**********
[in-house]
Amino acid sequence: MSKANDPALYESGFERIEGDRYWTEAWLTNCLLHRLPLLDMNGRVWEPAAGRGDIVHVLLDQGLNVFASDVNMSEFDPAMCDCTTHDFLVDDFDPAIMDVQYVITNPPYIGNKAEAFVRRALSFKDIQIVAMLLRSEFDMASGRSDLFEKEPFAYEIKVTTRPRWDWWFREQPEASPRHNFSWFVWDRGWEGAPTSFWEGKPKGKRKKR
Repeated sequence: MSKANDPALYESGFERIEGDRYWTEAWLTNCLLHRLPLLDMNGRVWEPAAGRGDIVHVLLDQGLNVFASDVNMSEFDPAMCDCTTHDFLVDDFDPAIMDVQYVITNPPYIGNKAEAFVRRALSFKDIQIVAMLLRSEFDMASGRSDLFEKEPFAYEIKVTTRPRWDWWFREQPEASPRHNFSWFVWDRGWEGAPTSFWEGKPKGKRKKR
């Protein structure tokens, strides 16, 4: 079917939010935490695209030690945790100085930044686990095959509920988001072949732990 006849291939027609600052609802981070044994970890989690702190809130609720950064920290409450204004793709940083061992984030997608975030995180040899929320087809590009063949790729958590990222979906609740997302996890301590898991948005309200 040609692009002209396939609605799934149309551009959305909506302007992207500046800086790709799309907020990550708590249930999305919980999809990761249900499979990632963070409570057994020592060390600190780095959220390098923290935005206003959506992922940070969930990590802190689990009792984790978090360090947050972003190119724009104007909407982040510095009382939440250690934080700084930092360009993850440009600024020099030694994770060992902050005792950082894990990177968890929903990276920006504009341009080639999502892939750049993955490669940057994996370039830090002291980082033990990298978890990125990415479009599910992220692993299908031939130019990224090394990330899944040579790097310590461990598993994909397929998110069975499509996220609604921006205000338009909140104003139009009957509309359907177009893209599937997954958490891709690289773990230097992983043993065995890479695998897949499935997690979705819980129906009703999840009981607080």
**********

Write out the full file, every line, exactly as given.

[in-house]
Amino acid sequence: MSKANDPALYESGFERIEGDRYWTEAWLTNCLLHRLPLLDMNGRVWEPAAGRGDIVHVLLDQGLNVFASDVNMSEFDPAMCDCTTHDFLVDDFDPAIMDVQYVITNPPYIGNKAEAFVRRALSFKDIQIVAMLLRSEFDMASGRSDLFEKEPFAYEIKVTTRPRWDWWFREQPEASPRHNFSWFVWDRGWEGAPTSFWEGKPKGKRKKR
Repeated sequence: MSKANDPALYESGFERIEGDRYWTEAWLTNCLLHRLPLLDMNGRVWEPAAGRGDIVHVLLDQGLNVFASDVNMSEFDPAMCDCTTHDFLVDDFDPAIMDVQYVITNPPYIGNKAEAFVRRALSFKDIQIVAMLLRSEFDMASGRSDLFEKEPFAYEIKVTTRPRWDWWFREQPEASPRHNFSWFVWDRGWEGAPTSFWEGKPKGKRKKR
């Protein structure tokens, strides 16, 4: 079917939010935490695209030690945790100085930044686990095959509920988001072949732990 006849291939027609600052609802981070044994970890989690702190809130609720950064920290409450204004793709940083061992984030997608975030995180040899929320087809590009063949790729958590990222979906609740997302996890301590898991948005309200 040609692009002209396939609605799934149309551009959305909506302007992207500046800086790709799309907020990550708590249930999305919980999809990761249900499979990632963070409570057994020592060390600190780095959220390098923290935005206003959506992922940070969930990590802190689990009792984790978090360090947050972003190119724009104007909407982040510095009382939440250690934080700084930092360009993850440009600024020099030694994770060992902050005792950082894990990177968890929903990276920006504009341009080639999502892939750049993955490669940057994996370039830090002291980082033990990298978890990125990415479009599910992220692993299908031939130019990224090394990330899944040579790097310590461990598993994909397929998110069975499509996220609604921006205000338009909140104003139009009957509309359907177009893209599937997954958490891709690289773990230097992983043993065995890479695998897949499935997690979705819980129906009703999840009981607080």